A US$24-billion lifeline for child care centres in the U.S. is running out on Saturday, threatening the futures of thousands of spaces across the country and creating a crisis for families.
The funding was passed by Congress in 2021 as part of the American Rescue Plan, a US$1.9-trillion economic stimulus package that aimed to help the U.S. recover from the COVID-19 pandemic. Democrats fought to include money that would help child care facilities that were forced to close, and were already facing financial hardship beforehand.
Without new funding to replace the expiring relief, more than 70,000 child care programs may shut down immediately, according to a June report from the Century Foundation — affecting roughly 3.2 million children.
“It is going to be really problematic,” said Taryn Morrissey, a professor at American University in Washington, D.C., who studies the impact of public policy on children and families.
“Child care (is) essential infrastructure, just like transportation. If you don’t have reliable, affordable transportation, you can’t get to work. And that’s the same for child care for working parents.”
Saturday marked the final day that federal funds distributed by states could be spent. The funding helped more than 220,000 programs, often being used to pay staff or cover rent and utilities, according to the U.S. Department of Health and Human Services.
The Century Foundation report, which calls the impending crisis the “child care cliff,” says many of the millions of parents who lose access to child care services will be forced to reduce their working hours or leave their jobs altogether, resulting in a combined US$9 billion annually in lost earnings.
The closures are also anticipated to impact 232,000 jobs in the child care industry, which the report notes has been one of the slowest to recover from the pandemic.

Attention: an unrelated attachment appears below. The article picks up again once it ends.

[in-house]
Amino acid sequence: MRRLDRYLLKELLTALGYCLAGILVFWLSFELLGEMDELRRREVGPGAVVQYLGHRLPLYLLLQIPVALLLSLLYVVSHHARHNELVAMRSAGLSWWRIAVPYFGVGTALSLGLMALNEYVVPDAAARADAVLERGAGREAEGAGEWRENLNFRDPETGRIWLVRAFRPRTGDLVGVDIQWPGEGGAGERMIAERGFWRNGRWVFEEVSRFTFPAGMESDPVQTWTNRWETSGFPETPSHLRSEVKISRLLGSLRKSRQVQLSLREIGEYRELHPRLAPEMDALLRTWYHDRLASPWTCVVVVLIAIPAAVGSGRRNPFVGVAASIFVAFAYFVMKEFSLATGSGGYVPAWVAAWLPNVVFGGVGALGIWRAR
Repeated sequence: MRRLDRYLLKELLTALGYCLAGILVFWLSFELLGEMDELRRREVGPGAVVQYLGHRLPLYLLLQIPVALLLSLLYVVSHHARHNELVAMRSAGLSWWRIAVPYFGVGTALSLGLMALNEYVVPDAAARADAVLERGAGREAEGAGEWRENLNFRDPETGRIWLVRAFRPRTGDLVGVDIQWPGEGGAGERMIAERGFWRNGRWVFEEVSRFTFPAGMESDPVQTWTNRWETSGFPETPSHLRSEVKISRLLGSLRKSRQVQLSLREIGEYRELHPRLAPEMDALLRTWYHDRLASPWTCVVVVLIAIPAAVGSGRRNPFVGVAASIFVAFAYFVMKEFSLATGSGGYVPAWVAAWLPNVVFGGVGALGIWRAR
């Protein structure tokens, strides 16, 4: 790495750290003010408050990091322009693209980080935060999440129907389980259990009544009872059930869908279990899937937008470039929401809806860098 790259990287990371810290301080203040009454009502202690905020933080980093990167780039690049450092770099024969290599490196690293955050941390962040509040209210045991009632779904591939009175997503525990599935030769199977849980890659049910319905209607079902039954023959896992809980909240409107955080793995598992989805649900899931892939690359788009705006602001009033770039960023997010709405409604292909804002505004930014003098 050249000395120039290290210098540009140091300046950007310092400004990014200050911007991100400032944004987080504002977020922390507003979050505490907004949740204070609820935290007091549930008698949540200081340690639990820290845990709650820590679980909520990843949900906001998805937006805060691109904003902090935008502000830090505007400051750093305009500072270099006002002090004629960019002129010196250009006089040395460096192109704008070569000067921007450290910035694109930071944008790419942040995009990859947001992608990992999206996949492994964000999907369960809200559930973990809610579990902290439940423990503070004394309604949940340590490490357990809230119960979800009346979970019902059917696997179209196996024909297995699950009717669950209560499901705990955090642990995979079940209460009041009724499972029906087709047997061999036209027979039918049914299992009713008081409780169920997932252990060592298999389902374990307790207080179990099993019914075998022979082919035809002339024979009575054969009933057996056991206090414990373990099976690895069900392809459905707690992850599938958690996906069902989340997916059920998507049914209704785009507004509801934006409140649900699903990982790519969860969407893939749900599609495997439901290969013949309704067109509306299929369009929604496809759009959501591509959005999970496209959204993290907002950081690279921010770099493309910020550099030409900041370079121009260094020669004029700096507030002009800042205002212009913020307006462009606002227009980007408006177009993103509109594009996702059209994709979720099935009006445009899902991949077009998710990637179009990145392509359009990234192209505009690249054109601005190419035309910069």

Arkansas, Montana, Utah, Virginia, West Virginia and Washington, D.C., are at risk of seeing half their licensed programs close, the think tank reported.
Morrissey says child care facilities and programs have historically found it difficult to turn a profit or even break even. The number of providers in the U.S. has been on the decline for years as workers fled the industry and its persistently low pay.
Yet demand has remained high, pushing programs to raise prices and, in some places, resulting in child care “deserts” where demand far exceeds available spots.
COVID-19 further exacerbated the industry’s struggles. The Century Foundation says about 20,000 programs closed in the first two years of the pandemic, roughly the equivalent of 10 per cent of pre-pandemic levels.
The average annual price for U.S. child care in 2022 was US$10,800 per child, according to Child Care Aware of America, a nonprofit advocacy group. That’s up 15 per cent from 2017, though it marks the first time in four years that the annual increase didn’t outpace regular inflation, which hit recent record levels last year.
Care.com, an online service that connects American families to child care and other services, estimated in a June report that those families are spending more than a quarter of their annual income on average on child care.